Closing costs                    800
Selling expenses              10,500
Transfer taxes                 1,500
  Total                      $16,700

The gain on the sale of the home is $20,000 ($175,000 less $155,000). The employer paid Relo, Inc., $1,400 broken down as follows:


Service fee                 $  4,500
Appraisal service fee            200
Carrying costs/repairs         3,900
Expenses re: sale             12,800
  Subtotal                   $21,400

Less: the credit
   for gain on sale (20,000)

  Total                      $ 1,400

The employer should report the transaction as follows:


Gain on sale

Gross sales price           $175,000

   Closing costs                 800
   Selling expenses           10,500
   Transfer taxes              1,500 (12,800)
Net sales price             $162,200

  Cost                      $155,000
  Carrying costs/repairs       3,900  (158,900)

Short-term capital gain     $  3,300

Ordinary and necessary business expense

Service fee                  $  4,500
Appraisal fee                     200

Ordinary deductible expense  $  4,700

Direct purchase and resale by employer

If the employer has a homesale program in which it purchases an employee’s home directly (i.e., without using a third-party relocation company), the tax result to the employee will be the same as if a relocation company had been involved. The employer recognizes a capital gain or loss, computed as shown in the earlier example. The only difference is that no ordinary deductible expense results since no service fees are paid.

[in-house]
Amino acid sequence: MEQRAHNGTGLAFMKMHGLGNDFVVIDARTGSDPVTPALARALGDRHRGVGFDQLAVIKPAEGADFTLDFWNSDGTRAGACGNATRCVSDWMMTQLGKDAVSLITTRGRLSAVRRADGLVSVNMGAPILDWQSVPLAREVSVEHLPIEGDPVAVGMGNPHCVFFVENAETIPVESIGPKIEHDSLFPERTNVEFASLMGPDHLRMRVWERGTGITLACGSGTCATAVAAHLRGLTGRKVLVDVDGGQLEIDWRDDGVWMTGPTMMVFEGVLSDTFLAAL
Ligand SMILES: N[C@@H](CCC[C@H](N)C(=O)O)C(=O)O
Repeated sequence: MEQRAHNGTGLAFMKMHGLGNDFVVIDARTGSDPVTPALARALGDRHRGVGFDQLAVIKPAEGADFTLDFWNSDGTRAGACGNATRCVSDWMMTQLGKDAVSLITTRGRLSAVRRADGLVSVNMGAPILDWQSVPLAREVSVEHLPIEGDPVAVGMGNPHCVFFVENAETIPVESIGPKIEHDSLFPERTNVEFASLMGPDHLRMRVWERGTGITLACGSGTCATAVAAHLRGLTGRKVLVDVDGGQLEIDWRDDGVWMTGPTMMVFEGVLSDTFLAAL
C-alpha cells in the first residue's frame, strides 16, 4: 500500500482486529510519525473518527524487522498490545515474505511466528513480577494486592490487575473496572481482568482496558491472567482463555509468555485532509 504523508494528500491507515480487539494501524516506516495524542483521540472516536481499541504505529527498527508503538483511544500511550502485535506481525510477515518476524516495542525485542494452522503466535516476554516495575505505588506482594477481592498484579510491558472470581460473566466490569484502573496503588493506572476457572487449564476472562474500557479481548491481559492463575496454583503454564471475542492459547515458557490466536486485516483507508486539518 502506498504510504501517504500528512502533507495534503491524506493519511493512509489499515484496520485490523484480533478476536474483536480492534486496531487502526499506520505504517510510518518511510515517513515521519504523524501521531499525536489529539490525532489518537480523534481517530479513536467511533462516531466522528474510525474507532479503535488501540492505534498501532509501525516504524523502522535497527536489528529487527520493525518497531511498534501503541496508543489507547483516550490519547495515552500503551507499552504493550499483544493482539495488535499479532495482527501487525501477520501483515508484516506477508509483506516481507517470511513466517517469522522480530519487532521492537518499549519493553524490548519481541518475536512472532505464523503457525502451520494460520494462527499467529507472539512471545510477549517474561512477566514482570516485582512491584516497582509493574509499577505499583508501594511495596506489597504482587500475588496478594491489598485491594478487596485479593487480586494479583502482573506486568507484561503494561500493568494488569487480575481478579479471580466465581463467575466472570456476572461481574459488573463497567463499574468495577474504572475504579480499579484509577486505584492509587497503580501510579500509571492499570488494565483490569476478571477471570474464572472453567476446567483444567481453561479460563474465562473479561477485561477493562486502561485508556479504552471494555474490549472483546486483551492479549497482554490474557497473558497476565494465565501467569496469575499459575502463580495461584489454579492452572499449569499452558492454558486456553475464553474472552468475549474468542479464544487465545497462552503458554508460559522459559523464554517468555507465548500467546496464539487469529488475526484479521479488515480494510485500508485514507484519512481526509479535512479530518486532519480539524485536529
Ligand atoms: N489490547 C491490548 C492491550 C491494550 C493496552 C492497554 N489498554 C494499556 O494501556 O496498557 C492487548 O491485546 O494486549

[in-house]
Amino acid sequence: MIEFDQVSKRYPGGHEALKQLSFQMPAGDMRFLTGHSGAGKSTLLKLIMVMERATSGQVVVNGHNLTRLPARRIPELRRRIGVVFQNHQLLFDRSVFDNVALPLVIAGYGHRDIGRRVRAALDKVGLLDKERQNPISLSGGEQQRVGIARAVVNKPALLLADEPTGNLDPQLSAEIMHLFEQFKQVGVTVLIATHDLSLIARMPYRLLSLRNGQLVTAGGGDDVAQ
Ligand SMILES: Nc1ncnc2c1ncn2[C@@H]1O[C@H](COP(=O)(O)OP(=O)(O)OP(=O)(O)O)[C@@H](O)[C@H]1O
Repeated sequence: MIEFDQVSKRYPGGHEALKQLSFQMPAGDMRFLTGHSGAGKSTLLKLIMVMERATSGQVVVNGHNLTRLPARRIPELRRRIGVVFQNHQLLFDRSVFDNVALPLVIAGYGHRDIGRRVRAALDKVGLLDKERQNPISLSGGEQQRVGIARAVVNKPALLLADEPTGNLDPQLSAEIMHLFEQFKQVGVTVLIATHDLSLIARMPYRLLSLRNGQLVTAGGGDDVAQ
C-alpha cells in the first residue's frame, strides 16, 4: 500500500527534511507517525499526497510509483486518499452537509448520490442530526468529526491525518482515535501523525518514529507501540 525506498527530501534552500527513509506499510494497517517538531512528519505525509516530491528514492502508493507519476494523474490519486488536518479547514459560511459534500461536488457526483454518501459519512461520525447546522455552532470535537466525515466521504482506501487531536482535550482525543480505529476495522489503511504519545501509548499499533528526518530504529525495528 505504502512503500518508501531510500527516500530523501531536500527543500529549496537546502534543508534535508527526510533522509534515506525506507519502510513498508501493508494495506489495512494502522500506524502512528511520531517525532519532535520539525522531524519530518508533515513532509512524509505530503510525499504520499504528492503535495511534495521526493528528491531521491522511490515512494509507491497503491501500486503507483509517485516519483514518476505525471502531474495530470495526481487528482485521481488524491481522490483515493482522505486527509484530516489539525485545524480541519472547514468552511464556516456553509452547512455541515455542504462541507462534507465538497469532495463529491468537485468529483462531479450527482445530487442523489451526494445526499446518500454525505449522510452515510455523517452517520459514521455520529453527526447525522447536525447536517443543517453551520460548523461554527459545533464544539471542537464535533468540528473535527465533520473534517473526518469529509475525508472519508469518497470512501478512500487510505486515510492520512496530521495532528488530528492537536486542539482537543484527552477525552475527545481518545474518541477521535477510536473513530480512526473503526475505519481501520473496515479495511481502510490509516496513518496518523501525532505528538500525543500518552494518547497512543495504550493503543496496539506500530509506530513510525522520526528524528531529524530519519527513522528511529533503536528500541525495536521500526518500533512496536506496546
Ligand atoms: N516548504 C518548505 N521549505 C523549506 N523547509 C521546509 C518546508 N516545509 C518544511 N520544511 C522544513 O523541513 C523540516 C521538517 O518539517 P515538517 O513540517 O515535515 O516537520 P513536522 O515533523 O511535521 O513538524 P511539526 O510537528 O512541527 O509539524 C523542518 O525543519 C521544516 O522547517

The bottom line

The accompanying chart, Tax Treatment to Employer, summarizes the basic tax treatment to an employer of each element of an employee homesale program where (1) homes are purchased and resold by a relocation company, and (2) the employer buys and resells them directly.

The principal tax difference between the direct and third-party methods is that when the employer is the purchaser/reseller, the carrying costs, selling expenses, and ultimate gain or loss are all rolled up together and reportable as a net capital gain or loss, in contrast to being deductible as an ordinary expense. This may cause timing differences between when the cost is paid or incurred, and when it may actually be reported in a tax return; it may also create more administrative and accounting burdens, but generally, no tax impact will result.



Tax Treatment to Employer

Transaction Description Relocation Company
Purchases Home
Employer Purchases Home
* Sale proceeds paid to employee None Acquisition of prop. held for investment
*Sales commissions paid on sale pre-arranged by employee Compensation subject to tax gross-up Compensation subject to tax gross-up
*Services fees paid to relocation company Ordinary deduction Not applicable
*Carrying costs paid to relocation company/directly by employer Ordinary deduction Added to home basis
*Selling expenses paid to relocation company/directly by employer Ordinary deduction Added to home basis
*Loss on home sale paid to relocation company/realized by employer Ordinary deduction (see Note: below) Capital loss
*Gain on home sale repaid to employer All transactions treated as if employer purchases home Capital gain, net of carrying costs and selling expenses

Note: If the employer’s agreement with the relocation company provides that the employer will be reimbursed any gain on sale, all transactions will be treated as if the employer had purchased the home directly.